Rabbi Benji Levy
Dean of Moriah College, Sydney
Ideals and reality
Two strands of one thread
Parshat Ha’azinu begins, “Give ear, O heavens, and I will speak; and may the earth hear the words of my mouth.” According to Rashi, when he was warning Israel, Moshe needed two witnesses, similar to any testimony. He therefore appointed the heavens and earth, two entities which are eternal and thus will bear testimony as long as the Jewish people live. Moshe begins by addressing the heavens, “Give ear, O heavens, and I will speak;” and then the earth, “and may the earth hear the words of my mouth.” Similarly when reprimanding the Jewish people, Isaiah, one of the later prophets, recalls the same two witnesses, “Hear, O heavens, and give ear, O earth…”
When analysing these seemingly identical verses, Midrash Tanchuma picks up on a subtle difference: though both the heavens and earth are called on as witnesses, the order of Isaiah’s prophecy is inverted. The Midrash quotes Rabbi Akiva’s simple yet astute explanation. Moshe dwelled in the perfect and ideal world, the heavens. He ascended twice for forty days and forty nights to the heavens, not needing any physical sustenance, drawing nourishment and learning Torah directly from G-d, in a sort of extended Yom Kippur. So too, when the Torah says that Moshe saw G-d’s face, it is depicting Moshe’s untainted view and pure connection to the Torah, which transcends an earthly knowledge and is likened only to that of the heavens. Thus Moshe addressed the heavens first since his relationship towards the heavens was like that of a close friend whereas his relationship to the earth was far more distant. The direct opposite to this can be learnt about Isaiah. Isaiah lived during an epoch of rebellion and though he did attain a spiritual level of prophecy, which comes from the heavens, this was somewhat distant to him as his main knowledge of experience was acquired in the world that he toiled day and night, the world of physical existence – earth.
The innovative premise of this Midrash is that when talking about something close, the phrase “haazinu” is used, whereas when referring to something distant “tishma” is applied as established through both Moshe and Isaiah. Moshe had a closer connection to the heavens yet Isaiah had a closer connection to earth. Shamayim (heaven) is by definition a flawless world and is thus indicative of ideals, whereas aretz (earth) is the day to day world that we live in and is thus symptomatic of reality. Any Jewish person that has capitalised upon the opportunity of the Torah has to act in each sphere. We all need ideals, yet we cannot use these ideals as escapism from reality and everyone has to instill an integration of the two.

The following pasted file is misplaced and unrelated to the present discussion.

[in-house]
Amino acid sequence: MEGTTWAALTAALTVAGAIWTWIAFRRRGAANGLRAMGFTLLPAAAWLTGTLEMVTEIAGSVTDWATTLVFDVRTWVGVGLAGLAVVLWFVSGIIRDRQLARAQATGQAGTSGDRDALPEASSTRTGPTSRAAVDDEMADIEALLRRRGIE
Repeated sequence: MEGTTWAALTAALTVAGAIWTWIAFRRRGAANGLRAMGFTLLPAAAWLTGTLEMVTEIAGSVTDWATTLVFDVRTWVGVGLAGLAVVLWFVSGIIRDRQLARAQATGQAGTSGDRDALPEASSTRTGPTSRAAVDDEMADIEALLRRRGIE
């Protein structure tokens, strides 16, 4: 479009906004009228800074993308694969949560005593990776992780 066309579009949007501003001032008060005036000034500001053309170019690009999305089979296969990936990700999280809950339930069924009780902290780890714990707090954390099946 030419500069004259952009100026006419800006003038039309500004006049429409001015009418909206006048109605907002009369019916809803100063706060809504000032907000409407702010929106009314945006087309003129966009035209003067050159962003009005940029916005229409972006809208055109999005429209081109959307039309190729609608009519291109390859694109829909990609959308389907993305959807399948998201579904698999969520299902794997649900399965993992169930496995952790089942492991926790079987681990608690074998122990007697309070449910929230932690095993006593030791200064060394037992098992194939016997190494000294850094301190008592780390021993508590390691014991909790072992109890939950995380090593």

Though each individual’s personality often leans towards either idealism or realism it is imperative to maintain equilibrium. There are few days in the year which warrant the opportunity for a dwelling in the ideal world. Two of these days are Rosh Hashana and Yom Kippur, where we are able to devote our entire day towards lofty pursuits. The days in-between however, seem to be normal working days. And it is no co-incidence that this parsha, parshat Ha’azinu, falls in between these two festivals. Many people act upon a “Moshe”/ Yom Kippur approach, ignoring certain necessities; however the danger is that they become detached from, and lose track of reality. At the same time, many situations dictate a necessity to make minor concessions in the ideal world, in order to live in reality.
A life of Torah does not by any means detract from a professional life, whether doctor, lawyer or engineer, however the realist must still realize that his monetary pursuits are not an end in and of themselves. One should always be weary of a reality where yesterday’s concessions become tomorrow’s !standards and that is why a balance between ideals and reality – that which both Moshe and Isaiah sought, is absolutely essential. May this New Year bring an ideal reality.
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